At home, an internet outage is an annoyance, but nothing more. Aside from interrupting whatever you're watching on Netflix, a brief break in online access for an hour or two is no big deal. At your business, on the other hand, even an hour-long outage can have serious repercussions on productivity and profits.
That's why, when you're looking for an internet service provider for your small business, you should look for more than just high speeds and low prices. Reliability is at the absolute top of the list, backed up by service level agreements that clearly spell out what you're buying. That's followed closely by support, which should be available 24/7 and knowledgeable enough to quickly handle problems so an outage doesn't ruin your day.
Business internet providers offer a feature set that consumer cable companies won't touch, including upload speeds that are as fast as download speeds, a detail that matters for design firms that routinely exchange massive video and CAD files with remote business partners. Prices are, unsurprisingly, higher than corresponding consumer plans but typically include no data caps. Using dedicated IP addresses, you can keep a permanent high-speed connection to a branch office or run your own public-facing server. Neither of those scenarios are possible (or advisable) with a consumer-focused internet plan. And business internet providers typically offer attractive add-ons like email and phone service for a relatively small surcharge.
For this guide, we've focused on large, nationwide internet providers in the United States. Depending on where your office is located, you might be able to find excellent local and regional options, but we don't have the space or the bandwidth to track down the hundreds of options in that category.
As one of two Tier 1 internet providers in this list (the other is AT&T), Verizon has more control over its network than competitors that have to purchase access from upstream providers. Fios is a fiber-based service that is available in three tiers, starting at 100 Mbps and going up to 940/880 Mbps, at prices ranging from $69 to $249 per month. The highest-priced plan include a single digital voice line for your business as well, and you can get additional discounts for bundling with Verizon Wireless plans or Fios TV.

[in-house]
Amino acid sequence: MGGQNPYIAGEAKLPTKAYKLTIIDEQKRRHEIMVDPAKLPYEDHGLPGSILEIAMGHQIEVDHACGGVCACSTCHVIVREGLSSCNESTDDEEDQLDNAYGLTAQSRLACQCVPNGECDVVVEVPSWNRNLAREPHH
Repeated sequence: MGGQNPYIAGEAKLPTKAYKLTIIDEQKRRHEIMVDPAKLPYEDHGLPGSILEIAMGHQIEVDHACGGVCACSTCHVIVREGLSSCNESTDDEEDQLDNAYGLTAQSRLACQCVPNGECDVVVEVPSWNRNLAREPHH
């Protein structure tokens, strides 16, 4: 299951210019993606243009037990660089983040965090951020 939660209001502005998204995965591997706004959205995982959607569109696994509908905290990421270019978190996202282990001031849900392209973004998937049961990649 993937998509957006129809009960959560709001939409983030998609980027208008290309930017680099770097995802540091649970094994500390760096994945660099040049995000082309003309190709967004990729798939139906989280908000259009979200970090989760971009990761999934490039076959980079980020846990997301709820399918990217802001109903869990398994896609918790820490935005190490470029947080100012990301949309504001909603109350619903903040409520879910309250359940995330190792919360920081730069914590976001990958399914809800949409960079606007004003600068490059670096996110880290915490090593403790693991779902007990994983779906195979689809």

Verizon also offers Internet Dedicated Services, at speeds ranging from 10 Mbps to 1 Gbps, with the fastest connection costing $855 per month with a three-year commitment. For an extra charge, you can add 4G LTE wireless backup, which will keep critical services like point of sale systems running in the event of an outage.
Unlike some of its competitors, Verizon charges additional fees for equipment and some services, so be sure to include the full list of charges when comparing prices.
As one of the biggest brands on the internet and a Tier 1 provider, AT&T offers a dizzying array of options, with broadband, wireless, and Dedicated Internet plans available for the choosing. Special terms and pricing are available for government agencies, schools, and libraries.
Wired broadband plans start at $40 per month, with wireless backup available as an option. Wireless plans begin at $80 a month and top out at 100 Mbps speeds. Dedicated Internet access, offering speeds of up to 1 Tbps with traffic prioritization, will cost at least $550 per month and can run into the thousands of dollars monthly for a Gigabit connection. Although you can start your search online, getting a detailed price quote means filling in an online form or speaking with a sales rep.
Comcast Business, unlike its consumer cousin, has no data caps, and it offers dedicated, round-the-clock support for business customers. But this is still Comcast, as you'll realize when you discover that the best prices require a two-year contract. Expect to pay $80 to $500 per month for download speeds starting at 35 Mbps and going up to 1 Gbps. In our review of Comcast Business pricing, we found that internet packages that bundled a single phone line were actually cheaper than the internet-only versions. For the first two years, at least.
Comcast offers a slew of add-ons for business customers, including Wi-Fi options to secure your corporate network from the one you allow guests to use, as well as a backup option called Connection Pro, that provides a 4G LTE modem with battery reserve for up to 8 hours, so you can maintain connectivity in the event of an outage.
If those speeds are too sluggish, you can get Ethernet dedicated internet, with symmetrical download/upload speeds up to 100 Gbps and two permanent IP addresses. Border Gateway Protocol (BGP) router is optional. Be prepared to pay, though.
As expected from a division of cable giant Charter Communications, Spectrum Business plans come with a dizzying array of prices that vary based on contract length and whether you've bundled phone or TV service with your internet access. Speeds range from 200 Mbps to 940 Mbps, at prices from $65 to $250 per month with a 12- or 24-month contract.